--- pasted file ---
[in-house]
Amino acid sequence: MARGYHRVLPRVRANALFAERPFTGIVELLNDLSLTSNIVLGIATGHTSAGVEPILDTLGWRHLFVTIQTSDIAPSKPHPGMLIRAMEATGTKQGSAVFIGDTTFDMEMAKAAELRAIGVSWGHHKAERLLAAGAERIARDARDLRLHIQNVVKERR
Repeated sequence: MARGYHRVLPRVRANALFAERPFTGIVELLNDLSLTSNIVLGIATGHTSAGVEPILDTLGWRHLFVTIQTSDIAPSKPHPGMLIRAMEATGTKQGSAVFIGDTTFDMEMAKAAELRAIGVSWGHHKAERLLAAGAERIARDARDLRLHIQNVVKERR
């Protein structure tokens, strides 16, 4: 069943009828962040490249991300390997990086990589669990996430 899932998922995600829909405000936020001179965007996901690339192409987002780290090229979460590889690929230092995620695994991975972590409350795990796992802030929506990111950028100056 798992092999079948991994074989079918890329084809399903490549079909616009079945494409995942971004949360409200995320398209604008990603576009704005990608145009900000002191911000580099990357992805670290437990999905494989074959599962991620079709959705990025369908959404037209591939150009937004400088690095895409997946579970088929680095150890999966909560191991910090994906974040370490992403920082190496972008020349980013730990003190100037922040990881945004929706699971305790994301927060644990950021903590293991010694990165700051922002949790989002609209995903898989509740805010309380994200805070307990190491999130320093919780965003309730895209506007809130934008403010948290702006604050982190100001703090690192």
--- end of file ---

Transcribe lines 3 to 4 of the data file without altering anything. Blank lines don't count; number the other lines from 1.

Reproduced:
Repeated sequence: MARGYHRVLPRVRANALFAERPFTGIVELLNDLSLTSNIVLGIATGHTSAGVEPILDTLGWRHLFVTIQTSDIAPSKPHPGMLIRAMEATGTKQGSAVFIGDTTFDMEMAKAAELRAIGVSWGHHKAERLLAAGAERIARDARDLRLHIQNVVKERR
């Protein structure tokens, strides 16, 4: 069943009828962040490249991300390997990086990589669990996430 899932998922995600829909405000936020001179965007996901690339192409987002780290090229979460590889690929230092995620695994991975972590409350795990796992802030929506990111950028100056 798992092999079948991994074989079918890329084809399903490549079909616009079945494409995942971004949360409200995320398209604008990603576009704005990608145009900000002191911000580099990357992805670290437990999905494989074959599962991620079709959705990025369908959404037209591939150009937004400088690095895409997946579970088929680095150890999966909560191991910090994906974040370490992403920082190496972008020349980013730990003190100037922040990881945004929706699971305790994301927060644990950021903590293991010694990165700051922002949790989002609209995903898989509740805010309380994200805070307990190491999130320093919780965003309730895209506007809130934008403010948290702006604050982190100001703090690192």